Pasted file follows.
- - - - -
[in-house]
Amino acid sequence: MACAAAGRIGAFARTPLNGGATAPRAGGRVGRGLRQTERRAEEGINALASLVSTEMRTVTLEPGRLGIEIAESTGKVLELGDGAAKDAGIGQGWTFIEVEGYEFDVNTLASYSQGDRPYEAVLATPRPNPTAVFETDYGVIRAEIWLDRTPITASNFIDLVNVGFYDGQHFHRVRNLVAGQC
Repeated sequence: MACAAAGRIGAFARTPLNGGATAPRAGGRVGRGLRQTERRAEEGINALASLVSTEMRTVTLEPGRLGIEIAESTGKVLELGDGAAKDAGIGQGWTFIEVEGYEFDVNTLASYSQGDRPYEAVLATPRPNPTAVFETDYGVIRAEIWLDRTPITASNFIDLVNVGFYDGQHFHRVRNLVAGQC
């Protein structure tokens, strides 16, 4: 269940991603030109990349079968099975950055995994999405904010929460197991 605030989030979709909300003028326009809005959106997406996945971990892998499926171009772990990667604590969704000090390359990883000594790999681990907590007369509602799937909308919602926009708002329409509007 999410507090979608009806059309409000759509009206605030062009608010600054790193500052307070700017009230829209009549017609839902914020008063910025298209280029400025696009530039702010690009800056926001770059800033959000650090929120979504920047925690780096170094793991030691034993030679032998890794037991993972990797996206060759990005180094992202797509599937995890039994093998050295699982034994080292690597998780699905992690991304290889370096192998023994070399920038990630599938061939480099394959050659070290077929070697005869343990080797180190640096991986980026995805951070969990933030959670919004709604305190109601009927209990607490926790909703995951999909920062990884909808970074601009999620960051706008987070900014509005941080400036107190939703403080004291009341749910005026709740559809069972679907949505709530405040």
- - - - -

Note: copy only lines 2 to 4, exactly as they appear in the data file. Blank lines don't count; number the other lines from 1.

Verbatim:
Amino acid sequence: MACAAAGRIGAFARTPLNGGATAPRAGGRVGRGLRQTERRAEEGINALASLVSTEMRTVTLEPGRLGIEIAESTGKVLELGDGAAKDAGIGQGWTFIEVEGYEFDVNTLASYSQGDRPYEAVLATPRPNPTAVFETDYGVIRAEIWLDRTPITASNFIDLVNVGFYDGQHFHRVRNLVAGQC
Repeated sequence: MACAAAGRIGAFARTPLNGGATAPRAGGRVGRGLRQTERRAEEGINALASLVSTEMRTVTLEPGRLGIEIAESTGKVLELGDGAAKDAGIGQGWTFIEVEGYEFDVNTLASYSQGDRPYEAVLATPRPNPTAVFETDYGVIRAEIWLDRTPITASNFIDLVNVGFYDGQHFHRVRNLVAGQC
């Protein structure tokens, strides 16, 4: 269940991603030109990349079968099975950055995994999405904010929460197991 605030989030979709909300003028326009809005959106997406996945971990892998499926171009772990990667604590969704000090390359990883000594790999681990907590007369509602799937909308919602926009708002329409509007 999410507090979608009806059309409000759509009206605030062009608010600054790193500052307070700017009230829209009549017609839902914020008063910025298209280029400025696009530039702010690009800056926001770059800033959000650090929120979504920047925690780096170094793991030691034993030679032998890794037991993972990797996206060759990005180094992202797509599937995890039994093998050295699982034994080292690597998780699905992690991304290889370096192998023994070399920038990630599938061939480099394959050659070290077929070697005869343990080797180190640096991986980026995805951070969990933030959670919004709604305190109601009927209990607490926790909703995951999909920062990884909808970074601009999620960051706008987070900014509005941080400036107190939703403080004291009341749910005026709740559809069972679907949505709530405040």